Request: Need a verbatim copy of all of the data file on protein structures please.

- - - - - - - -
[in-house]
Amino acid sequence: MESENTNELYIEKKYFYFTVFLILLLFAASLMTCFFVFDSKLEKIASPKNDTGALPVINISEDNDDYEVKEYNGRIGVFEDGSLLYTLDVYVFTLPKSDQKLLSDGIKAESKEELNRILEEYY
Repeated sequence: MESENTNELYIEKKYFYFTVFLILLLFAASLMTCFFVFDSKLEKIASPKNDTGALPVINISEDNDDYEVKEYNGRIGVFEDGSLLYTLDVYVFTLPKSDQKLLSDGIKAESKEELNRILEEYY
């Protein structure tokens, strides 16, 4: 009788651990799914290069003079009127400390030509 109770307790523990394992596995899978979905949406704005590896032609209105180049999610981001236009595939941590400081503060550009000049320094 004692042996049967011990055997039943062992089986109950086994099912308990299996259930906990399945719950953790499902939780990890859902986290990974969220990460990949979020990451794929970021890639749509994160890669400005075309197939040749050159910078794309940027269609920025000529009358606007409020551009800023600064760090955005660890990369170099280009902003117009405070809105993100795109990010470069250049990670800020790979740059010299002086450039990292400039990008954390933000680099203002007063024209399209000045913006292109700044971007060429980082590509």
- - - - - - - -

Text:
[in-house]
Amino acid sequence: MESENTNELYIEKKYFYFTVFLILLLFAASLMTCFFVFDSKLEKIASPKNDTGALPVINISEDNDDYEVKEYNGRIGVFEDGSLLYTLDVYVFTLPKSDQKLLSDGIKAESKEELNRILEEYY
Repeated sequence: MESENTNELYIEKKYFYFTVFLILLLFAASLMTCFFVFDSKLEKIASPKNDTGALPVINISEDNDDYEVKEYNGRIGVFEDGSLLYTLDVYVFTLPKSDQKLLSDGIKAESKEELNRILEEYY
């Protein structure tokens, strides 16, 4: 009788651990799914290069003079009127400390030509 109770307790523990394992596995899978979905949406704005590896032609209105180049999610981001236009595939941590400081503060550009000049320094 004692042996049967011990055997039943062992089986109950086994099912308990299996259930906990399945719950953790499902939780990890859902986290990974969220990460990949979020990451794929970021890639749509994160890669400005075309197939040749050159910078794309940027269609920025000529009358606007409020551009800023600064760090955005660890990369170099280009902003117009405070809105993100795109990010470069250049990670800020790979740059010299002086450039990292400039990008954390933000680099203002007063024209399209000045913006292109700044971007060429980082590509």